This I Believe

Warren, Fran

And now, This I Believe, the living philosophies of thoughtful men and women, presented in the hope they may strengthen your beliefs so that your life may be richer, fuller, happier. Here is Edward R. Murrow.
This I Believe. Fran Warren is a popular singer. She grew up in New York's crowded burrough of the Bronx. When she was eleven years old, she would recite poetry that she and a school chum, Barbara Bell, had written. They decided between them that Fran would become a famous singer and Barbara, a songwriter. Years later, "A Sunday Kind of Love" became Fran Warren's first hit song. It was written by Barbara Bell, now her personal manager. The road to success in the world of entertainment is much more winding and full of detours than those two girls could have
imagined when they were eleven. Cynicism and slickness are sometimes the line of least resistance. How has this young singer fared? Why didn't she turn back or follow some tempting-looking shortcut to the top? Listen now to Fran Warren's beliefs.
I suppose we’re all prone to the fault of pointing at ourselves and saying, See what I’ve done. But I’m going to commit that fault anyway, just for example's sake. It was only about six years ago that I was just another kid from the Bronx with a yen to sing. I had sung at school dances but nothing professional. And about the time I graduated from high school, I heard about a new band that had been organized and was looking for a girl singer. I’ll never forget that subway trip to Manhattan, which was my first, even though I was born and raised in New York. After
that audition, which scared me half to death, I landed my first professional singing job with Art Mooney. Later on, I sang with…oh, Charlie Barnett, Claude Thornhill.
One important thing that I learned very early in show business was that people are instinctively nice. With each band I learned something, because there was always someone who took the time and the trouble to show me where I was doing the wrong thing. Equally important were the people who saw and listened to me, and then came backstage or wrote to me afterwards. This is something that makes me very proud, and very humble at the same time. When I first broke into show business, I never thought the day would come when a total stranger would walk up to me and say, “Fran, we enjoyed your singing very much.”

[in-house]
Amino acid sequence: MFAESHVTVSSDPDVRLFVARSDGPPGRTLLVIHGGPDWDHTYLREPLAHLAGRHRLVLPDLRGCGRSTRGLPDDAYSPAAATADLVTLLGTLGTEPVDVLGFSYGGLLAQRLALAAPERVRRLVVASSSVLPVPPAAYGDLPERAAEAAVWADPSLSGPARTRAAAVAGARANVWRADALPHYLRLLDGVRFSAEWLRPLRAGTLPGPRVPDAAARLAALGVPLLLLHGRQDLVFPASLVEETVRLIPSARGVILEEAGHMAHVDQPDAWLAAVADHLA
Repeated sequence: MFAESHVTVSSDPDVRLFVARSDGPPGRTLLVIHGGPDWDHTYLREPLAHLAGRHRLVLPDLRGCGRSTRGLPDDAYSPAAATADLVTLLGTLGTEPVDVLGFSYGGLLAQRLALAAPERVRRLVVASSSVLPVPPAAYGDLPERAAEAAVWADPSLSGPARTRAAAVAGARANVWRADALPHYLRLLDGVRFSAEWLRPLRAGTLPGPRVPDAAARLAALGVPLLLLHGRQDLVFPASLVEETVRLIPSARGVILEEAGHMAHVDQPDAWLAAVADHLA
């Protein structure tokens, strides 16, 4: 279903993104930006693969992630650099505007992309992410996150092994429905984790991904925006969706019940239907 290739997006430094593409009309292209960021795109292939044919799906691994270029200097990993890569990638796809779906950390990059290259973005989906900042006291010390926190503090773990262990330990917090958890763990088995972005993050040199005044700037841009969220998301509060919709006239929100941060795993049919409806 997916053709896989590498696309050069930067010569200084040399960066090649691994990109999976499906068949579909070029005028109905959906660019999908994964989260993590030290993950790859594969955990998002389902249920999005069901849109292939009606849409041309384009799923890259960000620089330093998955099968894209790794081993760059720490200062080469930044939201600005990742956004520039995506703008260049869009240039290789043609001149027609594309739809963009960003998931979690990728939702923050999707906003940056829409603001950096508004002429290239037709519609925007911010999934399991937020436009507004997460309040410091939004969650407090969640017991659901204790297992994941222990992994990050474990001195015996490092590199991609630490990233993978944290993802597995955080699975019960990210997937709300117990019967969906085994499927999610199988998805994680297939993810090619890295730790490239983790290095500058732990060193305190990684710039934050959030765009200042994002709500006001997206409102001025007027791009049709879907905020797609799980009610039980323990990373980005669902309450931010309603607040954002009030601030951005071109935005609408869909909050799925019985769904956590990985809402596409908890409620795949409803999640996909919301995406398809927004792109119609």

Perhaps I can sum it all up by telling about two people who are very, very dear to me. I won’t embarrass them by giving away their names, but for years, wherever I have played an engagement in this country, these two girls have made it their business to be there. And many times I have wondered how they managed to find both the time and the money to be with me. But just like the Old Faithful Geyser of Yellowstone Park, they always pop up. I’d like to say thank you to them because through them, I feel I’m saying thanks to a lot of wonderful people.
You know, in meeting all these people from coast to coast, I’ve discovered another fact. It’s frightening in one sense to be in the public eye, even if it’s in a small way that I am. But so many, many people watch you and take
heart or are disheartened by what you say or do. I can only honestly hope that I never disappoint them because there are many times when I have been disappointed in myself. Many and many a time I’ve been depressed and about ready to throw in the sponge, but from literally out of nowhere, something would break for me and, well, I’d feel as if my career had just started all over again.
This I sincerely believe: that there is opportunity for anyone in this country. But to make that opportunity come alive, you must have faith; and a faith that is made up in equal parts of a faith in yourself, and faith in something bigger than yourself.
That was Fran Warren, a popular young singer, who has discovered that success is a very demanding master.